Members of the Boulder Mountain Fiber Arts group were a bit disappointed with the cool and damp weather on June 10 when they arrived at the Barriere Bandshell to get ready for their first participation in the World Wide Knit In Public Day (WWKIP). However, in no time they were cheerfully and enthusiastically setting gazebos up and getting ready to knit and visit with each other.
WWKIP Day was started in 2005 by Danielle Landes, as a way for knitters to come together and enjoy each others company. This event is unique, in that it is the largest knitter run event in the world. The idea was to bring knitters out of their homes into the fresh air to share new ideas about their common activity, visit, and know that not only Grannies knit but that any age group can enjoy it.
Virginia Jalava says when she moved to Barriere, she joined the Fiber Arts Group to continue what she had enjoyed in her former hometown. There she had been part of the WWKIP Day, which prompted her to interest Barriere knitters in participating.
“There was enough interest to get organized for this years event. All participants in the event work together, the volunteers work together; there is not one person leading – instead everybody shares the work.”
Area resident Mariel Dewey, now 86-years-old, was the initiator of the Boulder Mountain Fiber Arts Group, as she lives on Boulder Mountain Road. Dewey says the group expanded over the years to the point where now members come together in smaller groups, meeting on different days, and in different homes. For this occasion though, it was a joint effort. In spite of the cool and damp weather, women were busy knitting and chatting, sharing their ideas and experiences, and obviously enjoying themselves.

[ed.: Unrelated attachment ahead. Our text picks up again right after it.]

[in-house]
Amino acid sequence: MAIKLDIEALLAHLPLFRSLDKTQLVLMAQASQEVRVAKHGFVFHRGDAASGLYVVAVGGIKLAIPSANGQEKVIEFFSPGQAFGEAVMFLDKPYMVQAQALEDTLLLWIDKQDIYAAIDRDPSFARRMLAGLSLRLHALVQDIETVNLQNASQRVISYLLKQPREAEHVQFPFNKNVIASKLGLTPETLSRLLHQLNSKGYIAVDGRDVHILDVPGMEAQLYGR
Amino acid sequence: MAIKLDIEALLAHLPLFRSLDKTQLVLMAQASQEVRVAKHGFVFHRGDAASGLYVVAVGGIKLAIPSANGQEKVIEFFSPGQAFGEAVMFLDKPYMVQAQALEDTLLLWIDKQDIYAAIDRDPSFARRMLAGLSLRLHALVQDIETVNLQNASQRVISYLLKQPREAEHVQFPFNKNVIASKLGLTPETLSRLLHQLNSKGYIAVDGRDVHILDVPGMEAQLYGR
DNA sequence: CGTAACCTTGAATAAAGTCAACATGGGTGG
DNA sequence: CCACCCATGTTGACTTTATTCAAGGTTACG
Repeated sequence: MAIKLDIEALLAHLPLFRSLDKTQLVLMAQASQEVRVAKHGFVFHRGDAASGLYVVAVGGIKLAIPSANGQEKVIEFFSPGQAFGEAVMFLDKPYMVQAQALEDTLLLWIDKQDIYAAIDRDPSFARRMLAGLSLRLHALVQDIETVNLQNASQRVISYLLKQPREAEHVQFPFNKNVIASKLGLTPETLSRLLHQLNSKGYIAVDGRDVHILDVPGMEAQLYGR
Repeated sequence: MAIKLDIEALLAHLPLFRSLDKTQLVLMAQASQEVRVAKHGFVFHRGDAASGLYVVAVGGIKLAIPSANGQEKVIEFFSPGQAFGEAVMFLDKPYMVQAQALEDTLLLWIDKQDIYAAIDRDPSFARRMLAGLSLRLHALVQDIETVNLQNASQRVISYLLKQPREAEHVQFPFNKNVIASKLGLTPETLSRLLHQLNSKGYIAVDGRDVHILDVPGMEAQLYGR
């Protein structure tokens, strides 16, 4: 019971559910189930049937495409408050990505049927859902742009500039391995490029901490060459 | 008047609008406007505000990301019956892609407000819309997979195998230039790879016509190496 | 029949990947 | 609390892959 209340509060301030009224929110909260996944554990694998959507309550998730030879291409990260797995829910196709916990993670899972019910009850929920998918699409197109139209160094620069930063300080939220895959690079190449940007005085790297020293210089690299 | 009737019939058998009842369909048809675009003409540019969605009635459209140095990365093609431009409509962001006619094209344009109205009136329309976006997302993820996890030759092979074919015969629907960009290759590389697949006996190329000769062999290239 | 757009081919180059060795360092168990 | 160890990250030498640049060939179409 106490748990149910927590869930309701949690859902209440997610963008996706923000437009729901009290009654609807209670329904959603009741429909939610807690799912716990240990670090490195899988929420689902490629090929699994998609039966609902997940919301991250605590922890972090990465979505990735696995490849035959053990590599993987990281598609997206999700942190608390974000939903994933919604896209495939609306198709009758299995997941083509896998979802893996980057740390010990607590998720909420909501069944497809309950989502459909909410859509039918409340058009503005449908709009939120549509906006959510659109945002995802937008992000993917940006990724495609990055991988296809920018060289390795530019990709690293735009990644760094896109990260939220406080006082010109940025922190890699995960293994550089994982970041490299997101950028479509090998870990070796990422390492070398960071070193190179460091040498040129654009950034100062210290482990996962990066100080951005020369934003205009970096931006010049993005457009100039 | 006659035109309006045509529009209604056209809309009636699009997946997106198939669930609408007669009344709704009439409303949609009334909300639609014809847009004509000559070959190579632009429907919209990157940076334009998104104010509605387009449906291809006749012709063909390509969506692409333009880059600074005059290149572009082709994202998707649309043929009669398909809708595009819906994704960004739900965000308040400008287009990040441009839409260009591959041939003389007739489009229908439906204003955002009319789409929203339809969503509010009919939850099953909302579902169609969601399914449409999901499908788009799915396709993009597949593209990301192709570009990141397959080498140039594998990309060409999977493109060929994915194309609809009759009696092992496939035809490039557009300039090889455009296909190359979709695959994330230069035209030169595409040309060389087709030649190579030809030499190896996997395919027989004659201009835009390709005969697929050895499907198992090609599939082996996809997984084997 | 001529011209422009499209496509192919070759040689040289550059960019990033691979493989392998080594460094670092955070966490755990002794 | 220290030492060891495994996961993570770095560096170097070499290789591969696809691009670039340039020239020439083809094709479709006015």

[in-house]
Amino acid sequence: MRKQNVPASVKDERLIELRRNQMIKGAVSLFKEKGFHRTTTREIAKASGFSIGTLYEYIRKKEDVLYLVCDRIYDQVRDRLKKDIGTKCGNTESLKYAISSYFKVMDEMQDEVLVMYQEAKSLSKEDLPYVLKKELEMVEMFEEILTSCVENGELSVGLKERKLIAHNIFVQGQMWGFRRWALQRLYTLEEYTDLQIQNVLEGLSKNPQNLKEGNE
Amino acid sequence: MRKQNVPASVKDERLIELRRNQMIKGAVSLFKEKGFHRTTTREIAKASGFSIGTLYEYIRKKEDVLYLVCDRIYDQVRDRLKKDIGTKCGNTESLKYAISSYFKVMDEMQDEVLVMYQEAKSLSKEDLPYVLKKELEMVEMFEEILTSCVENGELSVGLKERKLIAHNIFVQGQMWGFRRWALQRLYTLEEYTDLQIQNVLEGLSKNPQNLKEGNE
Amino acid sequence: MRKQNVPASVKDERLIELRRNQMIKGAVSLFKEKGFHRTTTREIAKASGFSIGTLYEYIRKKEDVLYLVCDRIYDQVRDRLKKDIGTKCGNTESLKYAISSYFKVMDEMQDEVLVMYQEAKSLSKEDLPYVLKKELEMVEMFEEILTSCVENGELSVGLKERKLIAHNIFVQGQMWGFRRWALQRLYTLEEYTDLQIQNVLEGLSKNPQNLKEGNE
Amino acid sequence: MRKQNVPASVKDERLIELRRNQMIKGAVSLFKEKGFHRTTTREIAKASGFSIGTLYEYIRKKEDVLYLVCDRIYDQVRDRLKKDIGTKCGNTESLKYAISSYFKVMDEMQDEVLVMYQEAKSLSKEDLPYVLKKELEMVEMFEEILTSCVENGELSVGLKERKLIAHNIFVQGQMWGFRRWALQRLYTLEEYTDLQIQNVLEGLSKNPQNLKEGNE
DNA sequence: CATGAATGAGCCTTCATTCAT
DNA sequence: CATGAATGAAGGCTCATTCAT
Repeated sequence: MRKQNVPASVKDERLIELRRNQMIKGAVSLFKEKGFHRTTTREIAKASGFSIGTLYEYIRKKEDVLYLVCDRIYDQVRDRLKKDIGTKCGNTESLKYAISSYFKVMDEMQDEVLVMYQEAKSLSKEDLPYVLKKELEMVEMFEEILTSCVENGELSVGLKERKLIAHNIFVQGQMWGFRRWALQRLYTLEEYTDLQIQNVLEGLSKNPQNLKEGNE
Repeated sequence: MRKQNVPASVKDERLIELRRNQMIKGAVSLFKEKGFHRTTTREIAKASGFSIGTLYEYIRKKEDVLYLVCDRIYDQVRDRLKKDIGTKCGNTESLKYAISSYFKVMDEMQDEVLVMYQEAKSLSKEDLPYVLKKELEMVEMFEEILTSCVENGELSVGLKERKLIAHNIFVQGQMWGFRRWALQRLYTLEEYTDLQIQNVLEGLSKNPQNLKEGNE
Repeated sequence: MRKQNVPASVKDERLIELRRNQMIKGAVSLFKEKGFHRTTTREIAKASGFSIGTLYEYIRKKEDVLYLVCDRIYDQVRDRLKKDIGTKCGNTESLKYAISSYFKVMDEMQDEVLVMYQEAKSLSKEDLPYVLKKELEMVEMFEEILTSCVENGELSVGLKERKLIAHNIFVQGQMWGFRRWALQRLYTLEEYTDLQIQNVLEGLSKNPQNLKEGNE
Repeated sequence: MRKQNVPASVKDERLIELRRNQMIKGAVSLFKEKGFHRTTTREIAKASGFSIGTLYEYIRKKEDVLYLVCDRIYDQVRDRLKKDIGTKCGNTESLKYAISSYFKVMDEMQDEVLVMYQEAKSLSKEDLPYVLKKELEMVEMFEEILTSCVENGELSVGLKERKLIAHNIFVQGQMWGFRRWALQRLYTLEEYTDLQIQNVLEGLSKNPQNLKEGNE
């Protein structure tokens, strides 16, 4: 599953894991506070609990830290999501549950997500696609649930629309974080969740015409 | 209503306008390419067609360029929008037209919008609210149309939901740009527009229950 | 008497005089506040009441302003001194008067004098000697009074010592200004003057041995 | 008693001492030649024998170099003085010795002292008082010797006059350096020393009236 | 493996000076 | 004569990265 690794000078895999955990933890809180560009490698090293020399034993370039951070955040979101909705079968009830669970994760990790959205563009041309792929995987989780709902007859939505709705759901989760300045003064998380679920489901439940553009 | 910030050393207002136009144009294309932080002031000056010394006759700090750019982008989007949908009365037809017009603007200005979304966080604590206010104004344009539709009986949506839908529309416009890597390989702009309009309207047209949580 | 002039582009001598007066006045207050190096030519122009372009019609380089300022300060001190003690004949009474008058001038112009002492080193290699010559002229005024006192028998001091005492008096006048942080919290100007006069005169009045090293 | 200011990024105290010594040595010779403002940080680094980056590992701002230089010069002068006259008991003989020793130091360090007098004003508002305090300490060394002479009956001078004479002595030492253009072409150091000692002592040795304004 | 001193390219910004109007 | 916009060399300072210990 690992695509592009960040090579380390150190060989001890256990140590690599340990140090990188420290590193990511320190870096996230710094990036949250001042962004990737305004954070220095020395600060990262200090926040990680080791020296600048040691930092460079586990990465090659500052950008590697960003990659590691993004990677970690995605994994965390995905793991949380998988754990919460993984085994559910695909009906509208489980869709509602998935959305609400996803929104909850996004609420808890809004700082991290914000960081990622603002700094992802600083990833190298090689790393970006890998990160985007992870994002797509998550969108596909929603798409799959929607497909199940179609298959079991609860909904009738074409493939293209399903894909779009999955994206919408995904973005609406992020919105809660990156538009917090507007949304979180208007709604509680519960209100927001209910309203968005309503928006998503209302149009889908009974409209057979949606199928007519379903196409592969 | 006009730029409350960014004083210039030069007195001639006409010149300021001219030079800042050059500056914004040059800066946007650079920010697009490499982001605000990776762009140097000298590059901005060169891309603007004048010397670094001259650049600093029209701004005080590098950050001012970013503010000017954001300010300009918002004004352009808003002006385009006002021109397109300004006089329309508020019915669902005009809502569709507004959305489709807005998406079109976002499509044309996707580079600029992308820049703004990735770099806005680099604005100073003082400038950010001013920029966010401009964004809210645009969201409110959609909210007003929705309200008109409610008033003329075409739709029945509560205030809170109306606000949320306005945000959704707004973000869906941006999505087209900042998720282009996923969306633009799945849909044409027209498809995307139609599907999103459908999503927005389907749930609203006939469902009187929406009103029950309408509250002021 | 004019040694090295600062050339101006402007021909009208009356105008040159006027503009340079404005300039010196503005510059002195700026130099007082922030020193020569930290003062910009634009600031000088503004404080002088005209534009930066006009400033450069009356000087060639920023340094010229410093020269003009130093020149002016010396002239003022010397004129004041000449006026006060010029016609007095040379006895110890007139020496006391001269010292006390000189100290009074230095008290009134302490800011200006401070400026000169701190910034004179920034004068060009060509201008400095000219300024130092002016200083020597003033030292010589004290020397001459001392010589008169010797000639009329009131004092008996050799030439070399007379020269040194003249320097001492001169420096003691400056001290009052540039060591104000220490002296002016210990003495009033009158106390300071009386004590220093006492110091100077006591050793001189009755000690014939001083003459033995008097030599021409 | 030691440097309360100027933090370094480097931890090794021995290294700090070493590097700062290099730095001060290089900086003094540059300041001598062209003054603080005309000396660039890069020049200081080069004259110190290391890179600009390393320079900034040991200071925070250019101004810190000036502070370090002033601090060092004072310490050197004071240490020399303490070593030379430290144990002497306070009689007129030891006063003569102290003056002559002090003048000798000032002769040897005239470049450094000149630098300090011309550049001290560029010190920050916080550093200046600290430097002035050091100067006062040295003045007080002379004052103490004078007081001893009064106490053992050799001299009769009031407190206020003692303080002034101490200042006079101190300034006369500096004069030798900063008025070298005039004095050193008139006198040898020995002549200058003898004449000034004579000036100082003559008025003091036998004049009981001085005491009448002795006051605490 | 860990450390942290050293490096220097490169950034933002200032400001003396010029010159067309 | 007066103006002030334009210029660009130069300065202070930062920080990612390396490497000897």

Members of the public dropped in to the event to see what it was all about. What they found was not only ladies using fiber such as wool to knit with, but a live demonstration about where that wool comes from.
Melanie Stutt, from 4 Bar S Ranch, was on hand with three sheep to demonstrate sheep shearing, and to explain how the raw wool clipped from the sheep is worked into yarn. Even in modern times, yarn it is still produced in much the same way as it was in much in earlier days. Stutt provided the shearing demonstration using two older lambs and their mom. All those who were watching were duly impressed with how well she handled the ‘woollies’, as they seemed not too happy about the whole process of shearing. Stutt however, gave the three little opportunity to put up a fuss.
Fiber Arts Group members said, “We’re doing this for the first time. We’re very pleased with the turnout, and that everyone enjoyed themselves in spite of the weather. Thanks to everyone who helped make the WWKIP Day a success, and we’re already looking forward to doing it again next year.”